By counts of duration and gravity, tape has been the most important instrument in electronic music. It was literally the first technology that was used to make a electronic music, and its experimental potential explored in the early musique concrète and BBC Radiophonic Workshop compositions has helped it sustain as an actively used medium into the 21st century.
Surely as the number of methods of creating electronic music has multiplied, especially in this millenium as the computer has supplanted the main use of tape a recording apparatus, tape appears less and less.
But there are still artists doing inspiring and innovative work with tape, and this post focuses on a few that show new possibilities yet with the oldest electronic music tool. Last decade’s wave of tape noise is more or less avoided here since a lot of that has been properly lionized.
Groove Cafe has covered Whitney Johnson before and probably will again. In her solo work as Matchess, WJ was using tape as a long time as a method of playing back samples, but recently she’s been employing it for long, overlapping tones in an Eliane Radigue type style:
With Laura Callier in Simulation, WJ would record the first half of their set in real time, and then play it back for the second half of their set, creating, yes you guessed it, a live simulation. Erica Gamble has provided both of these videos.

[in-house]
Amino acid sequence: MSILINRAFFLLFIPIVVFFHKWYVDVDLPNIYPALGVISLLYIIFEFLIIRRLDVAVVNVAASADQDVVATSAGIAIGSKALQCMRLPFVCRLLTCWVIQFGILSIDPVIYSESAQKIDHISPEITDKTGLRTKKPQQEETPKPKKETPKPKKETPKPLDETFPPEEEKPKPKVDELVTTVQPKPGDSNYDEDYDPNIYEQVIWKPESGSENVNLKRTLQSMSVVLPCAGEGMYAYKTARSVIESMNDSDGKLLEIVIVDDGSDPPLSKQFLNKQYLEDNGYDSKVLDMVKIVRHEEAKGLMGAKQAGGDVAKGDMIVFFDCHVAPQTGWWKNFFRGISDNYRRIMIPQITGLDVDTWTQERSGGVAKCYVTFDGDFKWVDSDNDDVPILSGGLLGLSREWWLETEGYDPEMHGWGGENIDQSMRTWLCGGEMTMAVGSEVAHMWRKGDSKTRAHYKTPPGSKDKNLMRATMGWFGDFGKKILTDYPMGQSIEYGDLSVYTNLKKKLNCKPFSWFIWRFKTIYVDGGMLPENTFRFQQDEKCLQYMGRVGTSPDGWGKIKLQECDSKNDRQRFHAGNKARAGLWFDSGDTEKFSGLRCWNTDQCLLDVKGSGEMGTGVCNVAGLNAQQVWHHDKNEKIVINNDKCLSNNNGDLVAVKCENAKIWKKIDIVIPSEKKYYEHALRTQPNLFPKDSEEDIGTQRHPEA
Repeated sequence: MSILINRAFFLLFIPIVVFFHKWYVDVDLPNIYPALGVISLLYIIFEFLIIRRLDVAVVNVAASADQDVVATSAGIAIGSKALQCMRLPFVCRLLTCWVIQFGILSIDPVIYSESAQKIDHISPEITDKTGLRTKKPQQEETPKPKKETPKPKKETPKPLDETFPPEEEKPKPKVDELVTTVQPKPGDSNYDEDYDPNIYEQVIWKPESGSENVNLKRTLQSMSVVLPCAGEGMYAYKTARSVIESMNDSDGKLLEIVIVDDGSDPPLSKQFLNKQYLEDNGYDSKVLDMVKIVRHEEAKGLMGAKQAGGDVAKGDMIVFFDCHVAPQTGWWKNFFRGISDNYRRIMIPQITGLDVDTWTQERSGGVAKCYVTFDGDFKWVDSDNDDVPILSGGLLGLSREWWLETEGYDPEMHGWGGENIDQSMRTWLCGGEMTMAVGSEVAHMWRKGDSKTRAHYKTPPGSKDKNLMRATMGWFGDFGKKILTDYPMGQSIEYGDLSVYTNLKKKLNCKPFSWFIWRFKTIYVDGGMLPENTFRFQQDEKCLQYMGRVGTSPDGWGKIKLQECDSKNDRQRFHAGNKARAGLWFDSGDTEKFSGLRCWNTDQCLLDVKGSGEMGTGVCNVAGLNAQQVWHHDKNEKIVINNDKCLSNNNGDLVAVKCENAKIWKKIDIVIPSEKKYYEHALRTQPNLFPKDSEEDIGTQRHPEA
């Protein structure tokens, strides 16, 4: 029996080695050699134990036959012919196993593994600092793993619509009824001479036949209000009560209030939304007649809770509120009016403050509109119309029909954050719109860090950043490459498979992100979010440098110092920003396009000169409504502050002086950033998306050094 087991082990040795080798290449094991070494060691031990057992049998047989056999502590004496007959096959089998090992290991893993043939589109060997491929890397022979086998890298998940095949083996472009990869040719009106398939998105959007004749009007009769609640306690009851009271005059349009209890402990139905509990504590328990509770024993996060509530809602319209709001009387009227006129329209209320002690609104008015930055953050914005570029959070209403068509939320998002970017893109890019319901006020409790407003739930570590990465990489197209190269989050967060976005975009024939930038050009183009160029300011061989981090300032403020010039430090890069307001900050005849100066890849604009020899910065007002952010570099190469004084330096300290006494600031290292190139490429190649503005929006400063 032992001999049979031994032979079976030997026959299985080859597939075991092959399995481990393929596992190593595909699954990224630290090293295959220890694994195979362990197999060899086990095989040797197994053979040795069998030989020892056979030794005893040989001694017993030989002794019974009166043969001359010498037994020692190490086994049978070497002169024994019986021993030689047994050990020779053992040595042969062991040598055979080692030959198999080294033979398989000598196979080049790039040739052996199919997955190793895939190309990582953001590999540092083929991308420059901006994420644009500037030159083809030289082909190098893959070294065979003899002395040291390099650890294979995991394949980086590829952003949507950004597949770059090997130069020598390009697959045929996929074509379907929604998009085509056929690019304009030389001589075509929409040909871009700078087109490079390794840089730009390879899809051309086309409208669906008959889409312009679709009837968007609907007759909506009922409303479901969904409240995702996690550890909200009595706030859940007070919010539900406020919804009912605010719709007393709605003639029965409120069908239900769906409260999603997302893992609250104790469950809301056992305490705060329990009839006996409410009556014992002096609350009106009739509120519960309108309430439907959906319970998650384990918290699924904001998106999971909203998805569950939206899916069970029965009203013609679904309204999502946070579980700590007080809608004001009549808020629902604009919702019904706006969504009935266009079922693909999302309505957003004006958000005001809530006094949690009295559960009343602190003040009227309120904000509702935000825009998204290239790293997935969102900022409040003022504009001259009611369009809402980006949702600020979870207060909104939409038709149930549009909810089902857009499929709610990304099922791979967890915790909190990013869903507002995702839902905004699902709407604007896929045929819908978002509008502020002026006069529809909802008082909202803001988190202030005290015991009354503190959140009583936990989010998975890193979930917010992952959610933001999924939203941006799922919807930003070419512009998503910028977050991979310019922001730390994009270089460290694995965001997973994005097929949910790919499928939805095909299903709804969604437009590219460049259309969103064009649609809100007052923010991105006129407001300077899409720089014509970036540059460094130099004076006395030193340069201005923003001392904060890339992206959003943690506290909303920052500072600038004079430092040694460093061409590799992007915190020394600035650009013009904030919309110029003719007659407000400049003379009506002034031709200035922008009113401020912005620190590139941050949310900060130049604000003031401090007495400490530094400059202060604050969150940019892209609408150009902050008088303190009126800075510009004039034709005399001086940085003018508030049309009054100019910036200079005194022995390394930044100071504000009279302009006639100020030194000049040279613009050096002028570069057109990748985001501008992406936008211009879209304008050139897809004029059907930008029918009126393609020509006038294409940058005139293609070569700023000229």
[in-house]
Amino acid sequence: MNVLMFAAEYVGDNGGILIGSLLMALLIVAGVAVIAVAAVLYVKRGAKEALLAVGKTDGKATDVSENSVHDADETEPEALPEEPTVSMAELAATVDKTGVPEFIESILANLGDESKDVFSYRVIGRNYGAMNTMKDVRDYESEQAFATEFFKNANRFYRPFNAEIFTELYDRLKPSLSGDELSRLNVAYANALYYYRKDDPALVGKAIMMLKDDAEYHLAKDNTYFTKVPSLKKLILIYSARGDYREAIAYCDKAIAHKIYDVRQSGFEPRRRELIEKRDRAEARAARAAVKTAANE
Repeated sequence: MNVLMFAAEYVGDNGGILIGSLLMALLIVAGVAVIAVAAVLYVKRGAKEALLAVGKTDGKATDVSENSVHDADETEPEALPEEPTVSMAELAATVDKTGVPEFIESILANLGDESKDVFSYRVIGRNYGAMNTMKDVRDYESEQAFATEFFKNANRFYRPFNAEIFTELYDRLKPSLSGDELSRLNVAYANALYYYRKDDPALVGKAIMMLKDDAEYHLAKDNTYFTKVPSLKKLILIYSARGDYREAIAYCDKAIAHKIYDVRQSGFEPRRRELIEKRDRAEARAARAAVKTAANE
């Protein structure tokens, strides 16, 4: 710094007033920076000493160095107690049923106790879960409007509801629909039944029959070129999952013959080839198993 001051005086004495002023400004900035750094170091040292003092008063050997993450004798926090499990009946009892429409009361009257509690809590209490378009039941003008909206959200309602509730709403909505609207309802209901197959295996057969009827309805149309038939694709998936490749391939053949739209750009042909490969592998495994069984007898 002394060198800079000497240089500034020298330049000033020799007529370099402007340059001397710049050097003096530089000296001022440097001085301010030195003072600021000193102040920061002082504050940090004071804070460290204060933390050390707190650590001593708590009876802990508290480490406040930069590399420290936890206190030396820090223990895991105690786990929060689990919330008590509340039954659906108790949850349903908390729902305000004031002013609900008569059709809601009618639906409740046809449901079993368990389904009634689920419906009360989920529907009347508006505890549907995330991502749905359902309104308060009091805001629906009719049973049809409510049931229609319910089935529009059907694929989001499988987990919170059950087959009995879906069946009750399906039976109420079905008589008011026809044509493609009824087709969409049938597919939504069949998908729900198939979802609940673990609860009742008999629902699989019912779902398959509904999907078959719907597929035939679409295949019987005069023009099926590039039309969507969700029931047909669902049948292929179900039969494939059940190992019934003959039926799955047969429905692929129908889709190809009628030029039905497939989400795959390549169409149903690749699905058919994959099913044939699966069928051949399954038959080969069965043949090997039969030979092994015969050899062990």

ADT’s new record Insecurities is totally fricking phenomenal. It’s also something of a moment for the Chicago scene. Yes, Insecurities is the culmination of years of work by one of the most exciting bands in town. But it’s also a snapshot of a group of players who come from all these different pockets of the Chicago scene, making the band something of a local super group.
So, to give you a little context for who these people are and what they do. Here are a whole bunch of videos of members of ADT playing in other projects. Most of these videos were shot by the incredibly Erica Gamble. Ok, let’s do this alphabetically by band member.
Jake Acosta writes the songs for and leads the sophisitipop band Famous Laughs.
Today’s Groove du Jour focuses on some really exciting people making what are often dubbed “live visuals.” It’s a funny term (like, sure we call stuff we smell smells but uhh…) and who knows when it even entered the lexicon, since projections during music have been happening since at least the original hippie moment when liquid light shows were very much so a thing.
Anyway, here are some really good video artists jamming around the wider American experimental scene. This post focuses on some of the fresher faces, and is kind of limited to a certain broad genre of music. Would love to get some videos up here of projections from dance parties and raves, so hopefully that’s part 2. Without further ado:
Christine Janokowicz aka armpitrubber
Christine Janokowicz is a video artist based in Chicago and does a pretty amazing job with a cobbled together array of video synths and computer tools. She’s been all over the local scene recently, lending some psychedelic delights to many of the musicians in the Hausu Mountain nexus. Venomenema is her AV project with Max Allison aka Mukqs. First video courtesy of Erica Mei Gamble.
The last video in the previous entry contains contains very similar imagery to that used in videos Angel Marcloid made to play during her Fire-Toolz live sets. While AM doesn’t really make video work for anyone else, it’s very much so worth highlighting the work she makes for herself. You can see a lot of it posted on the Fire-Toolz YouTube channel. Super wild glitched out vaporwave collage vibes there. AM is also based in Chicago.